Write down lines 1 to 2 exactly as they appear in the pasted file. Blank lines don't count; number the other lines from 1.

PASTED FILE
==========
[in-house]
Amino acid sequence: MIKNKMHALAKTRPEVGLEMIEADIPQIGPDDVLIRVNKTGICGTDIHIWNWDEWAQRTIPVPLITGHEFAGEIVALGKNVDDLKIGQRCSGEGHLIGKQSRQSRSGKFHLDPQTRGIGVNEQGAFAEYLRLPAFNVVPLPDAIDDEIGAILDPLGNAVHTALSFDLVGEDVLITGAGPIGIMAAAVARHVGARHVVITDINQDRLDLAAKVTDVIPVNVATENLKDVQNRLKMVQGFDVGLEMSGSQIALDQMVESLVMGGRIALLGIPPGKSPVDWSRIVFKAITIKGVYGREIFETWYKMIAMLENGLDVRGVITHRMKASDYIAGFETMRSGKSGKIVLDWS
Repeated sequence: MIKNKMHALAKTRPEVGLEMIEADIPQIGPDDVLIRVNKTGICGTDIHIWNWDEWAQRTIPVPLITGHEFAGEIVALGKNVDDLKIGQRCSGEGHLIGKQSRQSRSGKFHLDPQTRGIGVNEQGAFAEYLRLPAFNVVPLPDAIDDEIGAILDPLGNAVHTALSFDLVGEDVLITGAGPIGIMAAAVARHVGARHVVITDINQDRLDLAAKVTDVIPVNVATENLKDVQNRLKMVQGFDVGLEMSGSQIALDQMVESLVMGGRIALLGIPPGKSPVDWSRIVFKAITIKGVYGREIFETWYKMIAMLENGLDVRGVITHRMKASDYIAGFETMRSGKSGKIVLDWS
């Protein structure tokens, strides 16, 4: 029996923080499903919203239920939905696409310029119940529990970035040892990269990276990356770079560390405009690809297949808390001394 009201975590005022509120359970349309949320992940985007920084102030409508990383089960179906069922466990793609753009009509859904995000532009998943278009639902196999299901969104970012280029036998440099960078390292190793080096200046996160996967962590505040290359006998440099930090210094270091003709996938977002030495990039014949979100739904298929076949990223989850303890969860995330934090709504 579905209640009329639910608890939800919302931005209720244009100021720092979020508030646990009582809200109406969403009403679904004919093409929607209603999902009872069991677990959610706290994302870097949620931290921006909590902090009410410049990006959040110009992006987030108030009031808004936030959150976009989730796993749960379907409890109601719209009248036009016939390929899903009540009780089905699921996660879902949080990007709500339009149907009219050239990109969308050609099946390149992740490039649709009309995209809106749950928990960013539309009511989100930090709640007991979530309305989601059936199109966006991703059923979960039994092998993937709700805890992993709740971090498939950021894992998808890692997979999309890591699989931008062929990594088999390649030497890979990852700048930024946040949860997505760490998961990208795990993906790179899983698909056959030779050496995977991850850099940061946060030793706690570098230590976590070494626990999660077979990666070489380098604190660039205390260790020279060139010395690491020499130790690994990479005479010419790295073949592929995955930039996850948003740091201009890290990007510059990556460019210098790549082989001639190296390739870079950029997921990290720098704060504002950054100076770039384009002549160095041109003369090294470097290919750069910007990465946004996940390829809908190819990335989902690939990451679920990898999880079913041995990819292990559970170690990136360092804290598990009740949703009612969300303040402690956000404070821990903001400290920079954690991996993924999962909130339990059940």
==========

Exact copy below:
[in-house]
Amino acid sequence: MIKNKMHALAKTRPEVGLEMIEADIPQIGPDDVLIRVNKTGICGTDIHIWNWDEWAQRTIPVPLITGHEFAGEIVALGKNVDDLKIGQRCSGEGHLIGKQSRQSRSGKFHLDPQTRGIGVNEQGAFAEYLRLPAFNVVPLPDAIDDEIGAILDPLGNAVHTALSFDLVGEDVLITGAGPIGIMAAAVARHVGARHVVITDINQDRLDLAAKVTDVIPVNVATENLKDVQNRLKMVQGFDVGLEMSGSQIALDQMVESLVMGGRIALLGIPPGKSPVDWSRIVFKAITIKGVYGREIFETWYKMIAMLENGLDVRGVITHRMKASDYIAGFETMRSGKSGKIVLDWS